M13 – The Great Globular Cluster in Hercules

Messier object 13 is a large globular cluster in the constellation, Hercules. It is one of the most prominent globular clusters in the Northern celestial hemisphere. Discovered by Edmond Halley in 1714 who observed that the cluster can be seen with the unaided eye in dark enough conditions (back then, that meant without a large moon washing out the sky, not so much city lights). Charles Messier cataloged M13 on June 1, 1764. It lies approximately 25,100 light years away from Earth with a diameter of 20′ (20 arcminutes) or 145 light years visually. There are several hundreds of thousands of stars in the cluster where most of them are highly concentrated in the core of the cluster.

Location of M13 in Hercules.

Location of M13 in Hercules.

With the unaided eye in a clear dark location you can easily spot the faint fuzzy look of M13 in Hercules. With binoculars or a small telescope the core becomes quite prominent, and with a larger scope still you can begin to focus some of the stars away from the dense core. Excellent object for any beginner to look at and is relatively easily to find.

M13 – The Great Globular Cluster in Hercules taken in the early hours of June 8, 2014.

This image is 13 images at 5 minutes and 24 images at 2 minutes for a total of 2.8 hours, all images taken at ISO 800. 33 flat frames, and 44 dark frames. Stacked in deep sky stacker and post processing in photoshop. I did the two exposures as separate stacks and combined them in Photoshop. I was attempting to bring out some detail in the core with the shorter exposures while trying to get the dimmer outer stars of the cluster using the longer exposures. Didn’t quite work the way as planned, but I’m still pleased with the final restuls.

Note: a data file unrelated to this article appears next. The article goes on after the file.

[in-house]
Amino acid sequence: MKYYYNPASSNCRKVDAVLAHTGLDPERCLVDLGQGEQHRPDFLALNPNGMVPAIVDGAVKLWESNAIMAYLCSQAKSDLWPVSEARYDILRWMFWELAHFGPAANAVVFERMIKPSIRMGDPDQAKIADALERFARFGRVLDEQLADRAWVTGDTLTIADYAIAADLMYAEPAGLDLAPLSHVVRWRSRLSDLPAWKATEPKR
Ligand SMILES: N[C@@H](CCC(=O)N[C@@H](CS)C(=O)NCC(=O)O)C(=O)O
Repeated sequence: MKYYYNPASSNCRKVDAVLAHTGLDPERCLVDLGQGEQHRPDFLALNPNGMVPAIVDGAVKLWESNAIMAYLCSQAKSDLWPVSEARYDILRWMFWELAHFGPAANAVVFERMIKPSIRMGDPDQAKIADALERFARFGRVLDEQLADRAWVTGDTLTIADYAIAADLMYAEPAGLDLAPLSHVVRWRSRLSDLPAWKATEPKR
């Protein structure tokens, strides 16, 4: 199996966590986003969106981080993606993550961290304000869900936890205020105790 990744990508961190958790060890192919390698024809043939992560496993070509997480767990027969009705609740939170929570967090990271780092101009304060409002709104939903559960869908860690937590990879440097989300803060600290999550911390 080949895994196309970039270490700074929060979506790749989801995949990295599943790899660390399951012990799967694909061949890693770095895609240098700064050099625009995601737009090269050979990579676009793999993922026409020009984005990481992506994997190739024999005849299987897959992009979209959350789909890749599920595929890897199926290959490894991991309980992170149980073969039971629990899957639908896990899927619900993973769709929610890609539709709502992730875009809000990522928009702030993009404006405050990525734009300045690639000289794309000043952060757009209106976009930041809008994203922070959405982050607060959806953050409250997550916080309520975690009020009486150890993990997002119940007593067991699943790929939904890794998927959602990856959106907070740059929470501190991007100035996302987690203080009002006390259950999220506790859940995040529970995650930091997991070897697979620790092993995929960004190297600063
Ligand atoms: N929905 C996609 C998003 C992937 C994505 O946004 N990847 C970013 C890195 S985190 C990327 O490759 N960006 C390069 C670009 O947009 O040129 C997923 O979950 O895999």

Equipment:
Omni XLT 150
CG-5 Advanced Series Go-To
PHD autoguiding
Orion Starshoot autoguider
Modified Canon 350D

M13 – The Great Globular Cluster in Hercules

M13 discovered by Edmond Halley in 1714 and then added to Charles Messier’s catalog on June 1, 1764, is a bright globular cluster in the constellation Hercules. This globular cluster is one of the largest visible in the northern hemisphere and on a clear dark night without a moon to interfere it is visible to the unaided eye. M13 is 25,100 light years away with an angular diameter of 20′, or 145 light years. The cluster contains hundreds of thousands of stars, and towards it’s dense core the stars are more about 500 times more concentrated than in the solar neighborhood. The age of the cluster is estimated to be around 14 billion years which was the revised estimate in 1962. There is a peculiar young blue star located within M13 named, Barnard No. 29.

'X' marks the location of M13

‘X’ marks the location of M13

I imaged and viewed this while there was an nearly full moon present and through the telescope it still stood out visually, although it seemed to wash out everything but the core for visual observing, and made resolving individual stars more difficult. Despite having a nearly full moon I was still able to get some pretty good images showing off this large northern hemisphere globular cluster.

M13 04-28-13

This image is 45 images at 1 minute a piece at ISO 800 with 34 dark frames. Stacked in Deep Sky Stacker, and post processing done in Photoshop.

I get all my Messier list Deep Sky object information from The Messier Catalog.

Equipment:
Omni XLT 150 with CG-4 mount
Modded Canon 350D
T-ring and adapter
Intervalometer
Polar Scope for alignment

M10 – A Globular Cluster